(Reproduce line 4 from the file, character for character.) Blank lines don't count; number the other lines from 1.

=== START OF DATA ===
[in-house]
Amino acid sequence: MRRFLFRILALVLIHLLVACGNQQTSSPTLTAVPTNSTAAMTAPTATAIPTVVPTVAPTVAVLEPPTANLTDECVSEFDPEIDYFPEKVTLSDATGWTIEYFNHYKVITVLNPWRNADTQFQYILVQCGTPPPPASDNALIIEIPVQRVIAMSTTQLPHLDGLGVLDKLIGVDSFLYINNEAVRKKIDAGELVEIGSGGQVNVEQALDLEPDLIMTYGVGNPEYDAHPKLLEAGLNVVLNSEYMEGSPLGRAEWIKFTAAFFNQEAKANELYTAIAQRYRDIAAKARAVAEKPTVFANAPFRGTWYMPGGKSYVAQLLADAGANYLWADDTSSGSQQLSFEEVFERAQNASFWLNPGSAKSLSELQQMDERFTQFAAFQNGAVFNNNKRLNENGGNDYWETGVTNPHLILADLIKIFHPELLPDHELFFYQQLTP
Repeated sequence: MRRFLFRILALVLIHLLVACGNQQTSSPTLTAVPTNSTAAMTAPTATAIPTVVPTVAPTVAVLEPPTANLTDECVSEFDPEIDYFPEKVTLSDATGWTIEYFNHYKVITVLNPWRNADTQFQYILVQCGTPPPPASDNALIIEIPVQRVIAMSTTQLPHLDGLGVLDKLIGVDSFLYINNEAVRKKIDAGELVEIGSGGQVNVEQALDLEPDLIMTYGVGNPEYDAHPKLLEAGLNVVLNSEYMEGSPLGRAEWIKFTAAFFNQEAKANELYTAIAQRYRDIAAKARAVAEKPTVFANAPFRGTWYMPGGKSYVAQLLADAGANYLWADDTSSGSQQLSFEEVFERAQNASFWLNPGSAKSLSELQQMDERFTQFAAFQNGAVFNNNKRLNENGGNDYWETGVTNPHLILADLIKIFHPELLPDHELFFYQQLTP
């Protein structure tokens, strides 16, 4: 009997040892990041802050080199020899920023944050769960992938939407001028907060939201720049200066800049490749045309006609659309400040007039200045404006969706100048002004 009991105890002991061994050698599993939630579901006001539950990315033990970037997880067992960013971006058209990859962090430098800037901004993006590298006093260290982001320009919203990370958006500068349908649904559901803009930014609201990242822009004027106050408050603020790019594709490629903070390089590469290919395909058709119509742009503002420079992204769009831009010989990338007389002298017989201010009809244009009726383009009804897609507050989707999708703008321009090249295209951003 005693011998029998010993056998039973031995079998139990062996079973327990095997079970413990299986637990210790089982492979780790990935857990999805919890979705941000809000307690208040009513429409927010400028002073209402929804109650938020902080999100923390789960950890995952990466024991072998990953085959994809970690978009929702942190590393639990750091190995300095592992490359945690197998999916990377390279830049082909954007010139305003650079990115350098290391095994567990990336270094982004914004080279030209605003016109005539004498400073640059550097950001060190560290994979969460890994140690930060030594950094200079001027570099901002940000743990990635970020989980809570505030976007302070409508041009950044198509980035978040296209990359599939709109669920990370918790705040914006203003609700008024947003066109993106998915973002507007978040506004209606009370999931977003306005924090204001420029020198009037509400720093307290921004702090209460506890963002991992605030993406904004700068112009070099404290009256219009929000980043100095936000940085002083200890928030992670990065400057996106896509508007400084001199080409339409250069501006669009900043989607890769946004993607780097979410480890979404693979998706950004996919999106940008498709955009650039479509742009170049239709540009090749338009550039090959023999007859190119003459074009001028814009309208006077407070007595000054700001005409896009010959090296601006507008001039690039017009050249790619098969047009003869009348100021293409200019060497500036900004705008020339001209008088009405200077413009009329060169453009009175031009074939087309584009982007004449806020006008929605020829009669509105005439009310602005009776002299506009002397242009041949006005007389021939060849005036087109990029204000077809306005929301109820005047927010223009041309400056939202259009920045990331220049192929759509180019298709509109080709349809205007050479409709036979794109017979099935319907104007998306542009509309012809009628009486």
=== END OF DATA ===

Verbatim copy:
């Protein structure tokens, strides 16, 4: 009997040892990041802050080199020899920023944050769960992938939407001028907060939201720049200066800049490749045309006609659309400040007039200045404006969706100048002004 009991105890002991061994050698599993939630579901006001539950990315033990970037997880067992960013971006058209990859962090430098800037901004993006590298006093260290982001320009919203990370958006500068349908649904559901803009930014609201990242822009004027106050408050603020790019594709490629903070390089590469290919395909058709119509742009503002420079992204769009831009010989990338007389002298017989201010009809244009009726383009009804897609507050989707999708703008321009090249295209951003 005693011998029998010993056998039973031995079998139990062996079973327990095997079970413990299986637990210790089982492979780790990935857990999805919890979705941000809000307690208040009513429409927010400028002073209402929804109650938020902080999100923390789960950890995952990466024991072998990953085959994809970690978009929702942190590393639990750091190995300095592992490359945690197998999916990377390279830049082909954007010139305003650079990115350098290391095994567990990336270094982004914004080279030209605003016109005539004498400073640059550097950001060190560290994979969460890994140690930060030594950094200079001027570099901002940000743990990635970020989980809570505030976007302070409508041009950044198509980035978040296209990359599939709109669920990370918790705040914006203003609700008024947003066109993106998915973002507007978040506004209606009370999931977003306005924090204001420029020198009037509400720093307290921004702090209460506890963002991992605030993406904004700068112009070099404290009256219009929000980043100095936000940085002083200890928030992670990065400057996106896509508007400084001199080409339409250069501006669009900043989607890769946004993607780097979410480890979404693979998706950004996919999106940008498709955009650039479509742009170049239709540009090749338009550039090959023999007859190119003459074009001028814009309208006077407070007595000054700001005409896009010959090296601006507008001039690039017009050249790619098969047009003869009348100021293409200019060497500036900004705008020339001209008088009405200077413009009329060169453009009175031009074939087309584009982007004449806020006008929605020829009669509105005439009310602005009776002299506009002397242009041949006005007389021939060849005036087109990029204000077809306005929301109820005047927010223009041309400056939202259009920045990331220049192929759509180019298709509109080709349809205007050479409709036979794109017979099935319907104007998306542009509309012809009628009486």